Book Review: A New Race of Men: Scotland 1815-1914
By Michael Fry, published by Birlinn, £25 pps 466
CAN YOU tell this book by its cover?
Here you can, and should: a great book in a handsome cover. Michael Fry’s often thrilling excursion through Scotland’s glory years of relative peace – from the confrontation with Napoleon to facing down the Kaiser – offers a renewed vista: Scotland as seen through the eyes of the Scots, as they saw themselves, the vigorous “New Race of Men” (and several high-achieving women are equally well delineated).
The book is about those who shaped Scotland: not about the minutiae of what they shaped. The pabulum, as he puts it, of academic establishment historians – of social statistics, comprehensive lists, quasi-Marxist dialectic – all makes way for a feast at which heroes and heroines (and the odd villain) arrive in style at this celebration of achievement and ascendancy. You can tell the extensive scope of the book, too, from the index: it ranges from Abbotsford to Zeitschrift für Celtische Philologie.
The cover, an enigmatic view of an Edinburgh sunset from Salisbury Crags, depicts a black-bedecked penseur contemplating the city, at once mediaeval, Georgian and spiky Victorian: an adaptation by the artist William Bell Scott of the character placements favoured by his hero, the mystical German romantic Caspar David Friedrich. The contemplation is here not of the endless sea, as it would be for Friedrich, but of a city of the mind, teeming with the new life of the industrial age.
These clues make sense, in that the author, though raised in Scotland, was in large part educated in Protestant Germany. He covers a century in which, even nearing the Great War, the Scots looked not always to England, but often to the Teutonic intellectual world of Hegel and Schopenhauer for meaning. Thanks to our Thomas Carlyle, the sage of Ecclefechan, the Prussian Frederick the Great was for many the epitome of purpose. Fry wittily reflects that Carlyle, in his love of domineering and purposive leaders, rated Mahomet (!) as well, next to Rabbie Burns, as the archetype of the uncompromising doer. Although Carlyle did not register as a savant till his arrival in Cheyne Walk in London with his unfulfilled wife (“how good of Thomas to marry Jane, so that only two people are miserable instead of four”), he forms part of the New Race of Men by virtue of birth. It is something akin to Carlyle’s love of movers and shakers that drives Michael Fry’s take on this time and place, Scotland 1815-1914.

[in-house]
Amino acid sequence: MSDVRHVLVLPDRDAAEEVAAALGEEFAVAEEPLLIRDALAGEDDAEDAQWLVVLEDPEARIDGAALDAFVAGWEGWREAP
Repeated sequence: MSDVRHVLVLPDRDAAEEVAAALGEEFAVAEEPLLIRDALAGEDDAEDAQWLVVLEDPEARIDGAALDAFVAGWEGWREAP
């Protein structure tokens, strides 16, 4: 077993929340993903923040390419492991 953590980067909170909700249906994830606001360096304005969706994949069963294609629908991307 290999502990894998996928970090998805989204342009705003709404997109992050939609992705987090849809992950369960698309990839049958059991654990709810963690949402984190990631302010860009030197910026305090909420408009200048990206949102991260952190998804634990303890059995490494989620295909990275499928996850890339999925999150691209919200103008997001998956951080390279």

Herein lies a problem for all brave enough to use the word, “Race”. Or, indeed, “Men”. The cheap shots of the narrowly politically correct are heaped upon the author for this arresting feature of the cover, even though this phrase was a sincere and complimentary contemporary quotation. It was a transformational period, as if a rebirth. The wider issue, however, is: who is Scots? Who should be in such a book, or treated as such? A paradox here is that the English journalists tackling Victorian history, such as the writer AN Wilson and the just-published Simon Heffer, treat the towering Gladstone, thrice MP for Midlothian, as explicitly a Scot: “I have not a drop of blood in me that is not Scottish”, Gladstone said; and, being part Highland, is the great exemplar of the commixture of bloodlines that is our waggy-tailed mongrel nation. For Michael Fry, however, all Scots Prime Ministers from Lord Bute onwards, were feeble failures within the unionist constitution. Gladstone, prophet of Home Rule, does not seemingly count as the sixth: yet he is plausibly the greatest Scottish politician we have ever had, and tilts the balance towards a landscape of Scots political hegemony in this period.
Even considering Michael Fry’s treatment of the indubitably Scots Prime Minister, Lord Rosebery, accounts do differ. A wonderfully scathing pen sketch by Fry of the crazy Marquis of Queensberry is followed by the so-familiar account of the entanglements of his younger son “Bosie”, and the Irishman Oscar Wilde. How much more to the point, in a Scottish history, is the fate of Queensberry’s other son Lord Drumlanrig – evidently fancied by the manipulative Rosebery – whose suspicious death occurred after receiving a fixed-up additional English title via the future PM, so as to be eligible for a Court position? This is the centrepiece story regarding Rosebery for the Englishman, AN Wilson; but not for Scottish Fry. Such kaleidoscopic books of this vastly documented period cannot make a perfect array of choices. But, at least, the notorious problem of AN Wilson’s “The Victorians” is not here apparent: Wilson’s cover depicted Victorians railway engineers, but the book failed to make a single mention of the greatest of them all, Isambard Kingdom Brunel. Mind the Gaps!